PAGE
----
LevelUp offers an attractive product for both merchants and consumers. Consumers can download the app entirely free and will receive discounts and meal credits automatically. Merchants benefit by being able to receive payments without paying any interchange fees. Merchants don’t pay any monthly fees and are only charged if LevelUp helps a business acquire or retain a customer. LevelUp also takes a much smaller cut of the initial purchase relative to Groupon. Additionally, the fact that LevelUp is concerned about customer loyalty is seen as a huge boon for merchants – allegedly, 65% of customers using a LevelUp discount return for at least a second visit, compared to fewer than 5% for Groupon.


LevelUp is administered by Braintree: when a QR code is read from a terminal, the data is sent by internet to LevelUp servers, which then initiate payments based on credit card information stored in Braintree servers.

Payments are received by the consumer’s credit card company immediately, but held in the merchant’s LevelUp account. Payments to merchants are made every Monday, Wednesday and Friday via direct deposit; because there is a delay, LevelUp can make adjustments to the Net Sales Proceeds paid out to account for chargebacks, calculation errors, or fraudulent use.


Levelup is currently valued at $172 million after $21 million fundraising round. This is compared to $100 million valuation 12 months ago. LevelUp users in total spend an average of $10 per month and frequent users pay with the app for 2-3 purchases a week.

In terms of merchant and user acquisition, here are a few key figures from over the last year:

This shows remarkable growth throughout 2012, but the overall numbers are still small compared to the 140 million end users and 45,000 merchants figure claimed by Groupon.


One major concern for LevelUp is security. Since data is transmitted through QR code, a copy of that code can be made – using a Xerox, scanner, or simply taking a picture – and subsequently used by others for payment. LevelUp currently addresses this by allowing users to easily request new QR codes, but this is hardly a permanent fix. LevelUp has also discussed moving to NFC payment methods, which would enhance security.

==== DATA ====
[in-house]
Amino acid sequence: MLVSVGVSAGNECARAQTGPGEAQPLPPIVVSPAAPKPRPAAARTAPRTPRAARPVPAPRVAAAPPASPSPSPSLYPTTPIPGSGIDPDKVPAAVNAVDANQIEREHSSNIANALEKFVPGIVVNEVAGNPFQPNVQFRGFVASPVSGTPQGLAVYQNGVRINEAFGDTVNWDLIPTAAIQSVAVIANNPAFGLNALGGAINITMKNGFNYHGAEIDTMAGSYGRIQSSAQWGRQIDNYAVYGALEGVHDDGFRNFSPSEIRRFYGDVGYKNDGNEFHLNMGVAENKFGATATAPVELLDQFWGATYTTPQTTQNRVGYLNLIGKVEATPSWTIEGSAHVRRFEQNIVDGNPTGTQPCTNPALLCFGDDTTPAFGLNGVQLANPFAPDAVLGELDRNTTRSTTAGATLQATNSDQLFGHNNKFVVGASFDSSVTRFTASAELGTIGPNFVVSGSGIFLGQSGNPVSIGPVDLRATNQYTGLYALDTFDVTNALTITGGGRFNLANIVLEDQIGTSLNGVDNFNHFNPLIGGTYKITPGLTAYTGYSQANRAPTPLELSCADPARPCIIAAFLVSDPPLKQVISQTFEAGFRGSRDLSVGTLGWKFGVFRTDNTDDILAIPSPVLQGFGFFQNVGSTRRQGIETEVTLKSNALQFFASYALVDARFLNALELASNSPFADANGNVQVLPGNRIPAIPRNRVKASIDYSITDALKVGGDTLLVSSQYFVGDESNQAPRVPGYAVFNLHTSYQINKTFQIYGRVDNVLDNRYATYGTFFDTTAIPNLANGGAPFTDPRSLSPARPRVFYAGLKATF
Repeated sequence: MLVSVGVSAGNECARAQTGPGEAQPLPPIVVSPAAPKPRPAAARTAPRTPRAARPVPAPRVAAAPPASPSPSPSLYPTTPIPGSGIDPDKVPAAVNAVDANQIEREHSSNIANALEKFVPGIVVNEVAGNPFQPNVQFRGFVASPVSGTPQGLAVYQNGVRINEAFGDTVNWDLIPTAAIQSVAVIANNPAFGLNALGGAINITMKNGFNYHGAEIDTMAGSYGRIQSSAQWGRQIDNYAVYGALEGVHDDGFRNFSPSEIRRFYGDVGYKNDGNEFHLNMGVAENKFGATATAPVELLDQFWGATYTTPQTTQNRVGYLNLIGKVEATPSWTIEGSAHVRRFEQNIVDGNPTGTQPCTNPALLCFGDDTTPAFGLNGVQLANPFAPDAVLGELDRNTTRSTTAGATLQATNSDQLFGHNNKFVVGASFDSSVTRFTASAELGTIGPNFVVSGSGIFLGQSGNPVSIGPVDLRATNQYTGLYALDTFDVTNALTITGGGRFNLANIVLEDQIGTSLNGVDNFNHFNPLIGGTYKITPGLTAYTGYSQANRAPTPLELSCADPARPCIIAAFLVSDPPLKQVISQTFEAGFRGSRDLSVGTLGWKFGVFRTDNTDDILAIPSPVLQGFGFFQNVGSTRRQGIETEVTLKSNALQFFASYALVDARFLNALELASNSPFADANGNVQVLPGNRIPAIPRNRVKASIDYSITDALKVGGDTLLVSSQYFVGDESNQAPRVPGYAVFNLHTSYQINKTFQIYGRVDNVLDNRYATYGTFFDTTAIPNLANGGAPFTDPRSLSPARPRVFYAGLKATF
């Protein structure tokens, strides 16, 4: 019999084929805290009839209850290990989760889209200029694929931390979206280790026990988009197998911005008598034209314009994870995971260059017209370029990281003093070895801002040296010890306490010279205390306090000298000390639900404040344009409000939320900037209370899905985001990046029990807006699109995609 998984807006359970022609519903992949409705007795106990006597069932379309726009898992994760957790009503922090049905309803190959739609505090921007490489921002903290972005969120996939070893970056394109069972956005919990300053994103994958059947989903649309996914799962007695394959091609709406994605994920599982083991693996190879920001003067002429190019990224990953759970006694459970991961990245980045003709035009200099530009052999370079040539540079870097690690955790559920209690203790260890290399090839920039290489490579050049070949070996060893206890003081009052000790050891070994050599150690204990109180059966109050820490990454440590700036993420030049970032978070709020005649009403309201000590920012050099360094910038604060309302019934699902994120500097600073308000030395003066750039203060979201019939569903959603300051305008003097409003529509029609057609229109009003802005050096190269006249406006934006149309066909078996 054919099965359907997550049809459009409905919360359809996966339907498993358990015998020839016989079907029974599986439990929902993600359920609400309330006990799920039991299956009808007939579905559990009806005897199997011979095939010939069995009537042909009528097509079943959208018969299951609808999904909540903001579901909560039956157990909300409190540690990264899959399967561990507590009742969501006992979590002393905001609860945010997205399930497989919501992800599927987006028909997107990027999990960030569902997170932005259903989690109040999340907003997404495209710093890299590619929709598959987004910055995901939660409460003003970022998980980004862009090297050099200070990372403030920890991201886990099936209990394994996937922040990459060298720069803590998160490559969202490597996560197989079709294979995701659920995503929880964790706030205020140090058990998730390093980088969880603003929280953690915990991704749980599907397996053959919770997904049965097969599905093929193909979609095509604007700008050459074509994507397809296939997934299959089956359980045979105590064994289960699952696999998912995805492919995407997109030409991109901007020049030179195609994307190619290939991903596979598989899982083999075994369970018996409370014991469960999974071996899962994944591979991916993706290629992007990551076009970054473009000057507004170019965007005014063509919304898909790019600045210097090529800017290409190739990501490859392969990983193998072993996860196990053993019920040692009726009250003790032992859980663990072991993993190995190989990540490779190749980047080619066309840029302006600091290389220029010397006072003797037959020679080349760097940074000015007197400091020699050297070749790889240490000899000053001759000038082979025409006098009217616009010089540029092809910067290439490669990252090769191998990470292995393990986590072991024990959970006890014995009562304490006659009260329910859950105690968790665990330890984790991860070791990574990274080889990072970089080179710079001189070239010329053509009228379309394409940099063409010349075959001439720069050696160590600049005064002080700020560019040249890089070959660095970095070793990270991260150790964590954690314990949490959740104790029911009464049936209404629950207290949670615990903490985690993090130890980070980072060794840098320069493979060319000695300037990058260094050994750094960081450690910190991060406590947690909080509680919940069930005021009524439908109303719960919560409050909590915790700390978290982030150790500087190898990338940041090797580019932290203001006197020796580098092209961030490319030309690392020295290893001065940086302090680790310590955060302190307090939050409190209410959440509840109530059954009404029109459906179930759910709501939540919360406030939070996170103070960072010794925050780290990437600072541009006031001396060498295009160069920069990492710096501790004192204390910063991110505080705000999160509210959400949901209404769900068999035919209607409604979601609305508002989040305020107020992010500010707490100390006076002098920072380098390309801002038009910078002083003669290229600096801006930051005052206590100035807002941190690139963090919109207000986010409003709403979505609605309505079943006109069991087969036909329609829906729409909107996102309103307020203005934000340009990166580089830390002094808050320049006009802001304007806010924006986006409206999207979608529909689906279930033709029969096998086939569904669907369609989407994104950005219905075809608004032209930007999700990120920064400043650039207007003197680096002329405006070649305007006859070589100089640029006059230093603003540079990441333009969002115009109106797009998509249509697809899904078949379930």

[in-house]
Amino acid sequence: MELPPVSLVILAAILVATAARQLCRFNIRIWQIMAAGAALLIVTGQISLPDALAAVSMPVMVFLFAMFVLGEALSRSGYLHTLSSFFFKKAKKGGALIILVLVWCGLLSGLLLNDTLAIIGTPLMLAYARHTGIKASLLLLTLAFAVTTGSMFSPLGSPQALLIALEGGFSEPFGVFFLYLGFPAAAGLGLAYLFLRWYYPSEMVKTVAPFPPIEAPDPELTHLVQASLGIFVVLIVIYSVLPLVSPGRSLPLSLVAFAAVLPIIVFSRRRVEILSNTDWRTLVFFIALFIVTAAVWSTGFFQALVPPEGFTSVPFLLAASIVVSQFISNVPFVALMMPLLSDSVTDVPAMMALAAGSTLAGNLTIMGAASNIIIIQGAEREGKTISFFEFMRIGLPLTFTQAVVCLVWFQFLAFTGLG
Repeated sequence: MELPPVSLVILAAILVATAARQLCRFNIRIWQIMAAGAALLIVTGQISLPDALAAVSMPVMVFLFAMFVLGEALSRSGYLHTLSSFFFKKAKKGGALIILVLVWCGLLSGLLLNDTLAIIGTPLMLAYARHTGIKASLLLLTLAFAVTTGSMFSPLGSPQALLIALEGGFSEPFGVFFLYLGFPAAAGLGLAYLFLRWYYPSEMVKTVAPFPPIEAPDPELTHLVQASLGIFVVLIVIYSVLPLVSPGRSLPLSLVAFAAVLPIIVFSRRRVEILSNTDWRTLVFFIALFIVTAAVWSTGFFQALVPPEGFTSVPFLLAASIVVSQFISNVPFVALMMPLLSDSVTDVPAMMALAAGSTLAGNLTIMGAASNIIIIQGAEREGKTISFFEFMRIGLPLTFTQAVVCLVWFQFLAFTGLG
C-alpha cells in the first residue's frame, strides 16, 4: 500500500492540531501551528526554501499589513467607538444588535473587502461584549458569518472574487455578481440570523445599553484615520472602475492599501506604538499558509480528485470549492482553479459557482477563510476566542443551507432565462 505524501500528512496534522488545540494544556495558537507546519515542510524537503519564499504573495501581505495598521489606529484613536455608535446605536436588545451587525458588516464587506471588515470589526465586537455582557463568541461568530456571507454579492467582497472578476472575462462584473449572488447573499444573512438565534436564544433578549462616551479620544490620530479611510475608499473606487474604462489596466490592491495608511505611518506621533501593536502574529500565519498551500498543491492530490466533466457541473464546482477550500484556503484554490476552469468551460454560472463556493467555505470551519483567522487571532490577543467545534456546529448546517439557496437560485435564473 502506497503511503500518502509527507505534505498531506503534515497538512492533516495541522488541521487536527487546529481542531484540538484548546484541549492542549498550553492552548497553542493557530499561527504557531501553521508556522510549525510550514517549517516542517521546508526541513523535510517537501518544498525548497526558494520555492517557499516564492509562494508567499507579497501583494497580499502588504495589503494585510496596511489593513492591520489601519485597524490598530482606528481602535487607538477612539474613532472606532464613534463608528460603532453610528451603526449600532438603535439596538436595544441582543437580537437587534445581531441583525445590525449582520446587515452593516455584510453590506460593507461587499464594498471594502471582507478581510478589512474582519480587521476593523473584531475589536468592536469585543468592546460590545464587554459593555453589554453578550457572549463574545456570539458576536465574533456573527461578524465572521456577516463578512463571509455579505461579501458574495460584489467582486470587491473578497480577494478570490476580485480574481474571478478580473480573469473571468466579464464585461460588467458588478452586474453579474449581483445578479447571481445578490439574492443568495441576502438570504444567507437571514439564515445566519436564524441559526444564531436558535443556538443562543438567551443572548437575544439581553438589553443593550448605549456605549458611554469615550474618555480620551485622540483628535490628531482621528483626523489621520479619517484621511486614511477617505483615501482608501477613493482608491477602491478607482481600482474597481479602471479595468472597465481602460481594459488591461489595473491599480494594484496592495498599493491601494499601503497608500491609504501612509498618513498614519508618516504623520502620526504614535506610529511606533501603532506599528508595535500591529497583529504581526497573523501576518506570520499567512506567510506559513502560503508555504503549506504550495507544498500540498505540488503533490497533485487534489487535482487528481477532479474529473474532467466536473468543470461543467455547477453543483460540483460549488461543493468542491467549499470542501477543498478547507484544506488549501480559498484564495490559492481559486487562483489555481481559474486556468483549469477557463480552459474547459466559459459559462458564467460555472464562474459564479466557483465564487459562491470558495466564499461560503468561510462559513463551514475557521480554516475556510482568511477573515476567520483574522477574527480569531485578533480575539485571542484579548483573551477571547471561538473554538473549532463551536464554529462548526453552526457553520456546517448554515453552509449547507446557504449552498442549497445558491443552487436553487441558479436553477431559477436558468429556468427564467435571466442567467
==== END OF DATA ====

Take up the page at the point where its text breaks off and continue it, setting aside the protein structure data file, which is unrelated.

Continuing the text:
One potential business concern for LevelUp is that their revenue depends on merchants using Acquisition or Loyalty Campaigns. LevelUp would lose money on business that signed up for the service but ran no campaigns because of eating up interchange fees. How LevelUp will address this, or if it will even need to be addressed in the future, remains to be seen.

#1 in the Series ABCs of Payments. The ABCs of Payments will examine a new company or innovation in mobile payments each week.

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1 comment on this post.
  1. Just another reason why the iPhone is man’s best friend | Brent Villiott:

    [...] Unlike the more ‘traditional’ wallet, LevelUp provides additional benefits and awards for those who make their payments by using the app. One additional benefit that LevelUp offers is by advertising ‘credit’ which is essentially free money for the consumer. “For example, a fine dining restaurant hopes to attract new customers by offering a $10 credit. LevelUp advertises this dining credit to local users, and a customer decides to eat at the restaurant purchasing a $50 meal. Using LevelUp, the customer would pay $40, and LevelUp would receive $4 and the merchant $36,” Quang Truong. [...]

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